Cheese's biggest enemy: light and oxygen
Cheesescience.org turned 36-months-old a few days ago. In honor of that let’s talk about the most prolific cheese defect that occurs in the marketplace – light oxidation. It’s something cheesemakers have very little control over. However, it is a problem of pandemic proportions in the cheese retailing world.
Let’s tackle the nomenclature. As the name implies, light oxidation involves both light and oxygen. For our purposes light oxidation refers to the chemical reaction of fat molecules with oxygen, catalyzed by light. In other words, oxygen attacks the fat in cheese with the help of light; also known as lipid oxidation, lipid peroxidation, photo oxidation, and oxidation. Lipid is the technical term for fat. The end products of oxidation are a menagerie of bad-tasting chemical compounds, not to mention a bleached appearance.
It all starts with fat. As we’ve learned before, fat occurs in structures called triglycerides. Triglycerides are made of fatty acids. Some of these fatty acids are “unsaturated”. This means that their structure is a little different than “saturated” fatty acids. For our purposes what we need to know is that unsaturated fatty acids are more prone to oxidation reactions than their saturated counterparts. If you’d really like to know some of the nitty-gritty chemistry contact your local food chemist.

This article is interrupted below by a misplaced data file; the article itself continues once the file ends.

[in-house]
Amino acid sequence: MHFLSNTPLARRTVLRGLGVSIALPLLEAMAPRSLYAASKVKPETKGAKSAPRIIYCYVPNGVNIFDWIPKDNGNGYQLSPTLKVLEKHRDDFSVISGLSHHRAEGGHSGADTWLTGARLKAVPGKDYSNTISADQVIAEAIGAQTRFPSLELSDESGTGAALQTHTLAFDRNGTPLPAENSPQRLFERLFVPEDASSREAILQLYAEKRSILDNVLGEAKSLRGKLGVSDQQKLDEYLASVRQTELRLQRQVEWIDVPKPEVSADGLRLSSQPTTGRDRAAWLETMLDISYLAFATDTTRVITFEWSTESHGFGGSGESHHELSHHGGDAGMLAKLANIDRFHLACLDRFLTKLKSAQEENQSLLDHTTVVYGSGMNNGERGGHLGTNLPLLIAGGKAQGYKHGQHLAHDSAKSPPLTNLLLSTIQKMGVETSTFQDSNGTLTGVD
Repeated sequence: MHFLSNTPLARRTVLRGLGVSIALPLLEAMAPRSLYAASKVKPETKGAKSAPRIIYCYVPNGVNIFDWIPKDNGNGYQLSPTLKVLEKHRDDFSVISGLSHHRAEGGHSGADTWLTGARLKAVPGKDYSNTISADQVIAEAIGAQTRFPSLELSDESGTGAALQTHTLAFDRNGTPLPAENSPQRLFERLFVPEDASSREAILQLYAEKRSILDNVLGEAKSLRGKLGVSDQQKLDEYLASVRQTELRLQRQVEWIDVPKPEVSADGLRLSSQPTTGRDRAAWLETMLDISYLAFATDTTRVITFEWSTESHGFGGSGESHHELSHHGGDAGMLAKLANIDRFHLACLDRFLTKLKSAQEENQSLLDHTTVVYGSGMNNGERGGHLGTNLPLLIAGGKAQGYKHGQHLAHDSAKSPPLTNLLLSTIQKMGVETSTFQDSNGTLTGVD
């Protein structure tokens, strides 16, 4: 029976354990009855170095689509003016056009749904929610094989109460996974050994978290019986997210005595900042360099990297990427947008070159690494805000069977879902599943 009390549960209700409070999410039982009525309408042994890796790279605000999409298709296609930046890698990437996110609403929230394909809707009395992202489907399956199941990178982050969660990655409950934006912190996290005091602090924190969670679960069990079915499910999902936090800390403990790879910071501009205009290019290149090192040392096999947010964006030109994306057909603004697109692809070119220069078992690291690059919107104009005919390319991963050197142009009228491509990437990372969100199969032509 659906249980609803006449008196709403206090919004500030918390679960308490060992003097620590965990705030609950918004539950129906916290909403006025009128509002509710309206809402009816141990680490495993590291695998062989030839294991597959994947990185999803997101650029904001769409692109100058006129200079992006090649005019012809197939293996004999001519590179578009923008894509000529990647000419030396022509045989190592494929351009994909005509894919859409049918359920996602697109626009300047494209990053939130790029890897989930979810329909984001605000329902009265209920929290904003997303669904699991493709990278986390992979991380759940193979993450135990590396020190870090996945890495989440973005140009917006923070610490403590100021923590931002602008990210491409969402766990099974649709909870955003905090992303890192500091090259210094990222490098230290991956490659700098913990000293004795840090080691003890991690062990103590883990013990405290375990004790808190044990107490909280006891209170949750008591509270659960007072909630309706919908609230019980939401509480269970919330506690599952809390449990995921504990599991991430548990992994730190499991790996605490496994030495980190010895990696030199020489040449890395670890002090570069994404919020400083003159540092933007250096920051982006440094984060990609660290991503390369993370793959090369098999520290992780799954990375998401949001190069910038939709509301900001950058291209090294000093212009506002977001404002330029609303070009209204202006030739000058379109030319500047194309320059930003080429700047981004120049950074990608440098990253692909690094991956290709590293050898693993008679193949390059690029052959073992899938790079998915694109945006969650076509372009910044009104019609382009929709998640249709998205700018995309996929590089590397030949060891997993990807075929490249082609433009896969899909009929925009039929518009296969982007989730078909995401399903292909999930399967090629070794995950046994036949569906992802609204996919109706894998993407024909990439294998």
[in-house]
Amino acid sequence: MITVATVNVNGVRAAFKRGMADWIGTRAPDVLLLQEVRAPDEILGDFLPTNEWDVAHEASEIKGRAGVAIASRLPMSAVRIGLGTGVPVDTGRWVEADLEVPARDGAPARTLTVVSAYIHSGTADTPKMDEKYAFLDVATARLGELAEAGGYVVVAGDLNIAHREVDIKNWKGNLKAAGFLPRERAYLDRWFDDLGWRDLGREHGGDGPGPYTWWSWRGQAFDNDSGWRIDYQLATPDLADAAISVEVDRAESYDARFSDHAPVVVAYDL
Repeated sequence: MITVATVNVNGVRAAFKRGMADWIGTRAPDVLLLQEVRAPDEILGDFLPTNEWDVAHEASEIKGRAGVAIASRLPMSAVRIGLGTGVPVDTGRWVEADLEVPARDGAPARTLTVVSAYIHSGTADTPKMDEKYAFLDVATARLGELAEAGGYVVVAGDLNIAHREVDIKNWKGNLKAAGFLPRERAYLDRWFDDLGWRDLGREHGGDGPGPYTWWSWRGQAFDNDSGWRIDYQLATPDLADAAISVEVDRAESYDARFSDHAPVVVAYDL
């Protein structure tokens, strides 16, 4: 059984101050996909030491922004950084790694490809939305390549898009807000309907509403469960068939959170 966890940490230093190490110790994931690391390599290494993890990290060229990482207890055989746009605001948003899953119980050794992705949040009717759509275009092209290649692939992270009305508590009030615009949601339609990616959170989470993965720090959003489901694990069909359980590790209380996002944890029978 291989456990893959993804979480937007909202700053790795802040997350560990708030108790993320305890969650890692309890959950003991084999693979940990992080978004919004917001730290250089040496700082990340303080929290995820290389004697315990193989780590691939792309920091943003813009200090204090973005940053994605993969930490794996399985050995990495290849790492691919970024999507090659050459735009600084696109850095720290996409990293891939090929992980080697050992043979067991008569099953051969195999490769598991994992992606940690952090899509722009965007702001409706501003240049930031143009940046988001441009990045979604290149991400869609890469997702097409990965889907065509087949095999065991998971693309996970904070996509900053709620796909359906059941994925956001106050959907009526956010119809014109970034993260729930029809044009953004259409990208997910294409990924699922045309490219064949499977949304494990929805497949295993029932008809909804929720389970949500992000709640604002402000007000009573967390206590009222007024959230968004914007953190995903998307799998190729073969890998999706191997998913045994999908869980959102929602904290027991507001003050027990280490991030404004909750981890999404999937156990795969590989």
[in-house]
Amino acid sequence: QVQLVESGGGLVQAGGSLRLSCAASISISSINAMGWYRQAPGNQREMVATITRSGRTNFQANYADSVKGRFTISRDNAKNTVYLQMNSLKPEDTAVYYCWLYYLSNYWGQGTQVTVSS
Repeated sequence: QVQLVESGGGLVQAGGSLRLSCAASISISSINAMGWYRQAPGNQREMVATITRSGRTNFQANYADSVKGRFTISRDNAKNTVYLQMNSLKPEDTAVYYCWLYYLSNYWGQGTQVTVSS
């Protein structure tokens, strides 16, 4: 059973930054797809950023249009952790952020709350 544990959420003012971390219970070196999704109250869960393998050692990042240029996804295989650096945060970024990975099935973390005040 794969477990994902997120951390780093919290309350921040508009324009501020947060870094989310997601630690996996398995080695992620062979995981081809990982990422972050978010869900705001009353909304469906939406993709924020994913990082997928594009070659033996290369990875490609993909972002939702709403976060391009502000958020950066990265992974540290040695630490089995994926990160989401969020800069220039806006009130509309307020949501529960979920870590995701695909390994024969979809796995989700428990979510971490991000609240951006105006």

Oxygen reacts with these fatty acids and sets a cascade of reactions in place. Light helps catalyze, or speed up, these reactions. This means in can take just mere hours for the effects of light oxidation to be noticed; both visually and gustatorily. All of this is not to say that fatty acids are the only things that break down. Other compounds, like β-carotene, can break down. This leads to the bleached appearance. Many different things can speed up these reactions. Heat and metal are the big ones, as well as light of course.
This process results in the formation of many different molecules. Many of these can contribute off-flavors like “cardboard”, “crayon-like”, or “plastic”. In fact, many people misattribute a plastic-y taste in cheese to the plastic wrap it’s wrapped in. The plastic itself is pretty inert. What they’re actually tasting is light oxidation!